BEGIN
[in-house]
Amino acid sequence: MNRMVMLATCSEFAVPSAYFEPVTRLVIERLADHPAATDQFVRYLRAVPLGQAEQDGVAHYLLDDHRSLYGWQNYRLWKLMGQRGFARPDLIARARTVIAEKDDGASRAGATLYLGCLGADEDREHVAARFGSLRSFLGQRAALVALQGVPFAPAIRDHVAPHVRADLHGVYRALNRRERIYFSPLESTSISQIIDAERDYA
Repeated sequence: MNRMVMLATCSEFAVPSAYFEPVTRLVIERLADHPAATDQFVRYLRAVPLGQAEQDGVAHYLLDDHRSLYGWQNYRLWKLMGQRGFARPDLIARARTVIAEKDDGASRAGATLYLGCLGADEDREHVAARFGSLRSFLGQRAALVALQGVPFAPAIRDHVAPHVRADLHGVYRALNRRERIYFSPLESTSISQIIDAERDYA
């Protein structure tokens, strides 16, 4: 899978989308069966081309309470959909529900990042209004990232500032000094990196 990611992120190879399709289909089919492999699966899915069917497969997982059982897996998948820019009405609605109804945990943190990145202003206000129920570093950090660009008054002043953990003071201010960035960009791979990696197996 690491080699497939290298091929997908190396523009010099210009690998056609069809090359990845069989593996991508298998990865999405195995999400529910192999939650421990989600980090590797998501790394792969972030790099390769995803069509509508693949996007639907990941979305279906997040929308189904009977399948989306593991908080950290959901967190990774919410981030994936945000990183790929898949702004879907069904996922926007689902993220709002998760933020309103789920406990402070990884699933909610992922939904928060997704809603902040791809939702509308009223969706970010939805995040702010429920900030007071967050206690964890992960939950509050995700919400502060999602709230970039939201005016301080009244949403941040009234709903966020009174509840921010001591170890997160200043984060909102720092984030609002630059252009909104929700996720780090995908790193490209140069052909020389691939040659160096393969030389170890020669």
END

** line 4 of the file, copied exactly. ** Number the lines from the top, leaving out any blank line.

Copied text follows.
């Protein structure tokens, strides 16, 4: 899978989308069966081309309470959909529900990042209004990232500032000094990196 990611992120190879399709289909089919492999699966899915069917497969997982059982897996998948820019009405609605109804945990943190990145202003206000129920570093950090660009008054002043953990003071201010960035960009791979990696197996 690491080699497939290298091929997908190396523009010099210009690998056609069809090359990845069989593996991508298998990865999405195995999400529910192999939650421990989600980090590797998501790394792969972030790099390769995803069509509508693949996007639907990941979305279906997040929308189904009977399948989306593991908080950290959901967190990774919410981030994936945000990183790929898949702004879907069904996922926007689902993220709002998760933020309103789920406990402070990884699933909610992922939904928060997704809603902040791809939702509308009223969706970010939805995040702010429920900030007071967050206690964890992960939950509050995700919400502060999602709230970039939201005016301080009244949403941040009234709903966020009174509840921010001591170890997160200043984060909102720092984030609002630059252009909104929700996720780090995908790193490209140069052909020389691939040659160096393969030389170890020669």